The ISS celebrated 15 years in orbit this week.
Astronaut James H. Newman waves during a spacewalk preparing for release of the first combined elements of the International Space Station. The Russian-built Zarya module, with its solar array panel visible here, was launched into orbit fifteen years ago on Nov. 20, 1998. Two weeks later, on Dec. 4, 1998, NASA’s space shuttle Endeavour launched Unity, the first U.S. piece of the complex. Endeavour’s forward section is reflected in Newman’s helmet visor in this image. During three spacewalks on the STS-88 mission, the two space modules built on opposite sides of the planet were joined together in space, making the space station truly international.
In support of station assembly and maintenance, station and shuttle crews have conducted 174 spacewalks totaling almost 1,100 hours – the equivalent to nearly 46 days of spacewalks to build and maintain the complex. The station, with a mass of almost a million pounds and the size of a football field, is second only to the moon as the brightest object in the night sky.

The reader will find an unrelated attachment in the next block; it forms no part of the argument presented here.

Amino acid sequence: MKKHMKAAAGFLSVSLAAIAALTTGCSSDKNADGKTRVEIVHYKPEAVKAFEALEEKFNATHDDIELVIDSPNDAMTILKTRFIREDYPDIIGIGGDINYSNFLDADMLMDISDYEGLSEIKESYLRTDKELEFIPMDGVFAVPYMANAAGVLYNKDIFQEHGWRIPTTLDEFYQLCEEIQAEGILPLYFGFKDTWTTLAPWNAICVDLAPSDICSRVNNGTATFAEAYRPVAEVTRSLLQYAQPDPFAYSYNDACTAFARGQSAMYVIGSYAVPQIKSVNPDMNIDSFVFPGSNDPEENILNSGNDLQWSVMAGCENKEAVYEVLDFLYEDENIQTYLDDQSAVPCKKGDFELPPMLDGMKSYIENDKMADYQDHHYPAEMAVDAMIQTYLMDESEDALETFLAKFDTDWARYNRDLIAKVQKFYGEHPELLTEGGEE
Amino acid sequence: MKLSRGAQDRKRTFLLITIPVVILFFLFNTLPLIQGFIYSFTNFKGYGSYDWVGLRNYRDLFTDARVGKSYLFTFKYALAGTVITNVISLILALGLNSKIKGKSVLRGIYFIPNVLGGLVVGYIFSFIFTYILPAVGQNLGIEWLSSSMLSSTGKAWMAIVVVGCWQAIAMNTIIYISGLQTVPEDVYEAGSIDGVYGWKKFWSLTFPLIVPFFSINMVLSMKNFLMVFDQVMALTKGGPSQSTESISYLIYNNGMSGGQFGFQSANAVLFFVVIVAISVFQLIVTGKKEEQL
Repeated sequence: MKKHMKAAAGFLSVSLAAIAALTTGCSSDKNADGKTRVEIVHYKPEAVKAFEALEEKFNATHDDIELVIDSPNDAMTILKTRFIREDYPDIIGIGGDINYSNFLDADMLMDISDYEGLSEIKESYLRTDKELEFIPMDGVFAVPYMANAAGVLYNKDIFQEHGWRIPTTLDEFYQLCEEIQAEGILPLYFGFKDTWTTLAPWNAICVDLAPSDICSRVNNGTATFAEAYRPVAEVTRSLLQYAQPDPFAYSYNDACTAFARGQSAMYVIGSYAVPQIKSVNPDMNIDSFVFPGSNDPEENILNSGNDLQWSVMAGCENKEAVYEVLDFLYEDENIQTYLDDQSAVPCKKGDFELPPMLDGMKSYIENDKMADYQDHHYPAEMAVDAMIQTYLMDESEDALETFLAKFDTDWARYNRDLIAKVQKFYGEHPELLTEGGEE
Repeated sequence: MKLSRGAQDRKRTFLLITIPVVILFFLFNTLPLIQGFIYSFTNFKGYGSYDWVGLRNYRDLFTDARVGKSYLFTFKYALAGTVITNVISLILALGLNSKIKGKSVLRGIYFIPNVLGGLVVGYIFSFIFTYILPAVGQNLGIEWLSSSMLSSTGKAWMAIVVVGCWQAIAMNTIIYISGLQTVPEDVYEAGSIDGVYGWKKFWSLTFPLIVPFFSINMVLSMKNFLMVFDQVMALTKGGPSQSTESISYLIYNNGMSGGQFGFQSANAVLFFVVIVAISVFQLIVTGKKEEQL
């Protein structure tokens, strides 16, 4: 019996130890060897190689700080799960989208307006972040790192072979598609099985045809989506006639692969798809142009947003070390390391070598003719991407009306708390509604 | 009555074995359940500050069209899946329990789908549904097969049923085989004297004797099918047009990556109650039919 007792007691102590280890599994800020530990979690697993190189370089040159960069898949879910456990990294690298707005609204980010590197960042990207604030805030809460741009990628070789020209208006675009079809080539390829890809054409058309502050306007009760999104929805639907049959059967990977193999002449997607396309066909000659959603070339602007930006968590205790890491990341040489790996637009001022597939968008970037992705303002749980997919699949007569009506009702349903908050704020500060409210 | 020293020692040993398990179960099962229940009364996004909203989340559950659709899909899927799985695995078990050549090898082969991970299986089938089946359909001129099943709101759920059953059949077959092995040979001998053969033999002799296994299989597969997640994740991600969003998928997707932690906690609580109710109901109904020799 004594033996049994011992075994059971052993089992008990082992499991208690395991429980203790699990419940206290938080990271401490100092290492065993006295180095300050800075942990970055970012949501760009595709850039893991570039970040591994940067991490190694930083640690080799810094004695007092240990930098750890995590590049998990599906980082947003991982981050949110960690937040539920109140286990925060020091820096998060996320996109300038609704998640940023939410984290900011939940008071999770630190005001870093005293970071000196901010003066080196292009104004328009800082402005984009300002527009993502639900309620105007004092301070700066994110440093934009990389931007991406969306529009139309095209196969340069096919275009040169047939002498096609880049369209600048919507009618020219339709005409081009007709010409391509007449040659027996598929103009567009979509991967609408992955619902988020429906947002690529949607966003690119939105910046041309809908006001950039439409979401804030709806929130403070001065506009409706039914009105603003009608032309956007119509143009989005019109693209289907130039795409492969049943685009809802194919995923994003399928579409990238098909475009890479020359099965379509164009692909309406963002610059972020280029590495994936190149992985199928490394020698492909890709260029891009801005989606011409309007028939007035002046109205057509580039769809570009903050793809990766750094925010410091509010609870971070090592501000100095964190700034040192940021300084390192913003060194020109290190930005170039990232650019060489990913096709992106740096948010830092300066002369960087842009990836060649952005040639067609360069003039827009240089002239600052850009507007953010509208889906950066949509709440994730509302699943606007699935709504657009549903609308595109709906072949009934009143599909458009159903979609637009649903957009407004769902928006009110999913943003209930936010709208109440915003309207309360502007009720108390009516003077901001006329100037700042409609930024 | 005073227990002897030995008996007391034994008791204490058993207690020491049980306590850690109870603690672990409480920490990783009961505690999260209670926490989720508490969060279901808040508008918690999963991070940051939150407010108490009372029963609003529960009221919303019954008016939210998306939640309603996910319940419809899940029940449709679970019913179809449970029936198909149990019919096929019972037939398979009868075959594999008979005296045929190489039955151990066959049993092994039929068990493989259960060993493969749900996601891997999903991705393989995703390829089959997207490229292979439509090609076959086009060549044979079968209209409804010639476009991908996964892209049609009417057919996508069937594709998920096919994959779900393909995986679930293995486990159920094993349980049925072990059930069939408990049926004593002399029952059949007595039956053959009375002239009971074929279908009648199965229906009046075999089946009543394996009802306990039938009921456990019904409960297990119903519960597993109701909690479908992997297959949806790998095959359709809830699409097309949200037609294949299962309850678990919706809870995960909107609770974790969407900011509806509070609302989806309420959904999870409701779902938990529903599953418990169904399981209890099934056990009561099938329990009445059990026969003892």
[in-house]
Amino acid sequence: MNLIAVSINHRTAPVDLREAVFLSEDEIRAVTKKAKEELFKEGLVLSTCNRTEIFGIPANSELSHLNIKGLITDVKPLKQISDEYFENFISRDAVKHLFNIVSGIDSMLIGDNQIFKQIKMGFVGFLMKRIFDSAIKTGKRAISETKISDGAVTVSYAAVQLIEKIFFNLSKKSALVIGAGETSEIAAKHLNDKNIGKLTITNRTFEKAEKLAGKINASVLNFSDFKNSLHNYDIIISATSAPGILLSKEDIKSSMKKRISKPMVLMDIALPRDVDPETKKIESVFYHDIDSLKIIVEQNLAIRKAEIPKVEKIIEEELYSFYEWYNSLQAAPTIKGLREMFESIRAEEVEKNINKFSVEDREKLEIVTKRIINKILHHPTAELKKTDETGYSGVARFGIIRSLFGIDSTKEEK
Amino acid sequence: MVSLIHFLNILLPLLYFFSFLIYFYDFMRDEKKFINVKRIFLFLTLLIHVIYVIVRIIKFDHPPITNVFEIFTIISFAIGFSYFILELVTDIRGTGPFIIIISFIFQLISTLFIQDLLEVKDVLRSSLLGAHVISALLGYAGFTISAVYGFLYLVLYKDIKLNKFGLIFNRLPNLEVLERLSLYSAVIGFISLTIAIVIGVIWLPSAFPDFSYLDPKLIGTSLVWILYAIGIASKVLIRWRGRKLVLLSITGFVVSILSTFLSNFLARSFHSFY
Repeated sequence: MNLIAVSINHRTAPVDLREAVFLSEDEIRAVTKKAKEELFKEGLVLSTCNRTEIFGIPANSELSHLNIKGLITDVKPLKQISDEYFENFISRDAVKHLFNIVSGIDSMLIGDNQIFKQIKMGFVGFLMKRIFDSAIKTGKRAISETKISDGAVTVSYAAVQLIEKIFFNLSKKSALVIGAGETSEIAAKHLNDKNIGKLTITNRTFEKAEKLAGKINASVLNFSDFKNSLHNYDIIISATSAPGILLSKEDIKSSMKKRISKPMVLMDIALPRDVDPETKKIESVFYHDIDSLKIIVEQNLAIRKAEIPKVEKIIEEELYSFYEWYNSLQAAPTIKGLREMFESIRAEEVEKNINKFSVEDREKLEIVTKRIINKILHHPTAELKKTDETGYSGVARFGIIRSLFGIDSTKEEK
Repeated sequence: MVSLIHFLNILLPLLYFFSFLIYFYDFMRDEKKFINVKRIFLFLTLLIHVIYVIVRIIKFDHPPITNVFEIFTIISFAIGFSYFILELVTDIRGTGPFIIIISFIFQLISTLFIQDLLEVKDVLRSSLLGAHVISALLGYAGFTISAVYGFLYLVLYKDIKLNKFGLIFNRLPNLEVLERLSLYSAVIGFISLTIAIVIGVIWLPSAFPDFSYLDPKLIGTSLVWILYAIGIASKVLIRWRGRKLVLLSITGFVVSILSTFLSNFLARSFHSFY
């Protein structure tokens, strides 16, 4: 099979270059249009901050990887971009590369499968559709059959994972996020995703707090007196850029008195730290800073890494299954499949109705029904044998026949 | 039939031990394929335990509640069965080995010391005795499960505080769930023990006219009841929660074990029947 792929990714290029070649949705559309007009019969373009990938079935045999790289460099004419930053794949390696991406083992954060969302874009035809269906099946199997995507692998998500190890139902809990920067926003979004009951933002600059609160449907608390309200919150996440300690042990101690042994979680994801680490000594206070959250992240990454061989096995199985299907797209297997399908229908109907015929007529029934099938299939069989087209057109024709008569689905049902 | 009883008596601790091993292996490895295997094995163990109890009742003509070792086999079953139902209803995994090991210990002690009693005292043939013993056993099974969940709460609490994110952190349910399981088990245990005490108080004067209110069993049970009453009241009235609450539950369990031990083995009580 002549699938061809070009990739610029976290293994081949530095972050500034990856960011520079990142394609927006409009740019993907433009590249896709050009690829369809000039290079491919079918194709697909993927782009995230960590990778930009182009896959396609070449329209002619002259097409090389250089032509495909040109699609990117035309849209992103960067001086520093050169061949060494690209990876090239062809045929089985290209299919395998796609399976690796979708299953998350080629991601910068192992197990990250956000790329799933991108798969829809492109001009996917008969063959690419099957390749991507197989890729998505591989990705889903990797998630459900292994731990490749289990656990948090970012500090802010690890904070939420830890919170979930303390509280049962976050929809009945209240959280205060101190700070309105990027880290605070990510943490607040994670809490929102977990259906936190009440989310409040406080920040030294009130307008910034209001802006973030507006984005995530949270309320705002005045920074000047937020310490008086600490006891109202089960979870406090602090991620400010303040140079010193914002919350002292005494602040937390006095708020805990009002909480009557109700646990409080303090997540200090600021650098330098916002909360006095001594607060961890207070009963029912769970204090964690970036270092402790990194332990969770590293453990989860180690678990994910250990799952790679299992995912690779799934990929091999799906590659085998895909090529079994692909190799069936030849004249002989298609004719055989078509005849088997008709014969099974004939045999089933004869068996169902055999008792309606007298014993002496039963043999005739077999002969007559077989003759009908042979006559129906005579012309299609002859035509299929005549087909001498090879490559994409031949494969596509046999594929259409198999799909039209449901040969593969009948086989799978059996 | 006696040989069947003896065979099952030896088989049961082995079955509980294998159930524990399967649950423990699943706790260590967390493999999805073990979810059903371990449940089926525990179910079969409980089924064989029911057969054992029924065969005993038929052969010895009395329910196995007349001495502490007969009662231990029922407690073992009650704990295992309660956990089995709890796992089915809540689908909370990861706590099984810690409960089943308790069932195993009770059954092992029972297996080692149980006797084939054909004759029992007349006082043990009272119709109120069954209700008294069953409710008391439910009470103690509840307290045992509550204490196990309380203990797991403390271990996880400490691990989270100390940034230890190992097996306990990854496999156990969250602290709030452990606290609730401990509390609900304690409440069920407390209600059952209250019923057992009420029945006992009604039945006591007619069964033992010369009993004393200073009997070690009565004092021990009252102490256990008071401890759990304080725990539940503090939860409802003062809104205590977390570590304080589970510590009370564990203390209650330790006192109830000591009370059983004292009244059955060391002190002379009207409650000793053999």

Pac-Man sets new world record.
According to the Namco Bandai Twitter account, the record was set yesterday:
The guys @TheGadgetShow, have set a Guinness World Record for the Largest Projection of a Videogame using #PacMan! pic.twitter.com/W24EOO6dHU— Namco Bandai UK (@NamcoBandaiUK) November 20, 2013
I don’t think it looks bigger than this 29 story-high game of Pong, but perhaps that game wasn’t officially going for a record.
This is the Cassiopeia A supernova remnant, as captured by NASA’s Chandra X-ray Observatory. It shows the 300-year old remains of a stellar explosion that blew a massive star apart, sending the stellar debris rushing into space at millions of miles per hour.
A European team has found a way to create beams of light that focus more intensely as they travel, forming what looks like a bullet out of light.
Rates of US Adoption of Consumer Technologies
This chart tracks rates of adoption from 10% to 90% penetration in the US.
The interesting trend here is that the lines are getting more and more vertical, indicating that new technologies are becoming adopted faster as time goes on.